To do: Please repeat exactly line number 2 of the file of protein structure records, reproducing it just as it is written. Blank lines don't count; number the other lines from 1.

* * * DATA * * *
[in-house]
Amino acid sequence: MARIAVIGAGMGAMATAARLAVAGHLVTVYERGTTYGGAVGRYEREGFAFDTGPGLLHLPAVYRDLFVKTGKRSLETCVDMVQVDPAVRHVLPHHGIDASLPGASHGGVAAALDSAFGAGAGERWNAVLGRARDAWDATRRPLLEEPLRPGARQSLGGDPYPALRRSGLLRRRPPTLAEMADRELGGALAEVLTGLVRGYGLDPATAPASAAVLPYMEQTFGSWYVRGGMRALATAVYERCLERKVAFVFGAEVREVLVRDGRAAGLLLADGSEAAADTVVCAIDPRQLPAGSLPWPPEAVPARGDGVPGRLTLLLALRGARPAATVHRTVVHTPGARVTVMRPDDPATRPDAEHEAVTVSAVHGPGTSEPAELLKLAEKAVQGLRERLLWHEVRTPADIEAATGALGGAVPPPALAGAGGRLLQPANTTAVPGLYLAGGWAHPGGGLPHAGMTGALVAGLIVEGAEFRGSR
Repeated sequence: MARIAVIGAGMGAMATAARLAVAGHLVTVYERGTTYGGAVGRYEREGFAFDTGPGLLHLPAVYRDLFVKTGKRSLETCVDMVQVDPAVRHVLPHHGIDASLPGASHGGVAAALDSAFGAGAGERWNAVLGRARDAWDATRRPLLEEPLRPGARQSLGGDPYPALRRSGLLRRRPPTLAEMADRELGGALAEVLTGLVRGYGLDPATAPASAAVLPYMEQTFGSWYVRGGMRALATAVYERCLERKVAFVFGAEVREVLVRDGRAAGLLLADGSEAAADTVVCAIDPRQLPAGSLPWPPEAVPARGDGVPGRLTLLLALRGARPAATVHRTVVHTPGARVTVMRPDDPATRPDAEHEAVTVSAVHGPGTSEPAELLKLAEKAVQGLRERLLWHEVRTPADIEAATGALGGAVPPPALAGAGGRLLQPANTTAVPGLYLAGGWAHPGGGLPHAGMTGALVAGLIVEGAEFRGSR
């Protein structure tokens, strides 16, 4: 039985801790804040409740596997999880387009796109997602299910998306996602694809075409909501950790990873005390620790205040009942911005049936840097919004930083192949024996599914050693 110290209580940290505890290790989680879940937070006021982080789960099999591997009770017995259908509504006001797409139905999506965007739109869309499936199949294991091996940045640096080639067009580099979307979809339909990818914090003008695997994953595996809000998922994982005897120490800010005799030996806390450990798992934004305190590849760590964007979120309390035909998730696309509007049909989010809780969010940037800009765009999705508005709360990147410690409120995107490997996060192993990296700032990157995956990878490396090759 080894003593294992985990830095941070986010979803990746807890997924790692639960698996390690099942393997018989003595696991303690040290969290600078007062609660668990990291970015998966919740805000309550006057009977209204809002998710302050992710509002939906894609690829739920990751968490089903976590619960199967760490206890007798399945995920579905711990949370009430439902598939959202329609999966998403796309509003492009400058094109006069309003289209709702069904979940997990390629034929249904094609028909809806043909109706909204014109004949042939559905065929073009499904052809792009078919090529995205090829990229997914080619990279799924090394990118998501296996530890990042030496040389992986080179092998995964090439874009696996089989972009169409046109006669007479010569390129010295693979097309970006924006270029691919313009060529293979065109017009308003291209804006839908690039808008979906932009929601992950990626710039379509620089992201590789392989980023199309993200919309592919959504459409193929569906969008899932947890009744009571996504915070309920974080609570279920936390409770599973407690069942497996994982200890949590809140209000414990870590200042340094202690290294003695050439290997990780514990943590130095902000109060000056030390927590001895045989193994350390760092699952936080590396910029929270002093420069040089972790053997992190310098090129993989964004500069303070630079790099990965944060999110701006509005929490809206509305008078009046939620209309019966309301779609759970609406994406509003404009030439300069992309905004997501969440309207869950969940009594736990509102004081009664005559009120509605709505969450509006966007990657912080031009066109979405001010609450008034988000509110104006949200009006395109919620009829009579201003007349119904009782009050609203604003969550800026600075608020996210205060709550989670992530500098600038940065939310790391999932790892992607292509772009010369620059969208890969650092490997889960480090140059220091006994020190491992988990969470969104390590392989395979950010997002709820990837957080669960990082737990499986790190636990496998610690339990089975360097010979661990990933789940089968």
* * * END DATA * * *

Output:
Amino acid sequence: MARIAVIGAGMGAMATAARLAVAGHLVTVYERGTTYGGAVGRYEREGFAFDTGPGLLHLPAVYRDLFVKTGKRSLETCVDMVQVDPAVRHVLPHHGIDASLPGASHGGVAAALDSAFGAGAGERWNAVLGRARDAWDATRRPLLEEPLRPGARQSLGGDPYPALRRSGLLRRRPPTLAEMADRELGGALAEVLTGLVRGYGLDPATAPASAAVLPYMEQTFGSWYVRGGMRALATAVYERCLERKVAFVFGAEVREVLVRDGRAAGLLLADGSEAAADTVVCAIDPRQLPAGSLPWPPEAVPARGDGVPGRLTLLLALRGARPAATVHRTVVHTPGARVTVMRPDDPATRPDAEHEAVTVSAVHGPGTSEPAELLKLAEKAVQGLRERLLWHEVRTPADIEAATGALGGAVPPPALAGAGGRLLQPANTTAVPGLYLAGGWAHPGGGLPHAGMTGALVAGLIVEGAEFRGSR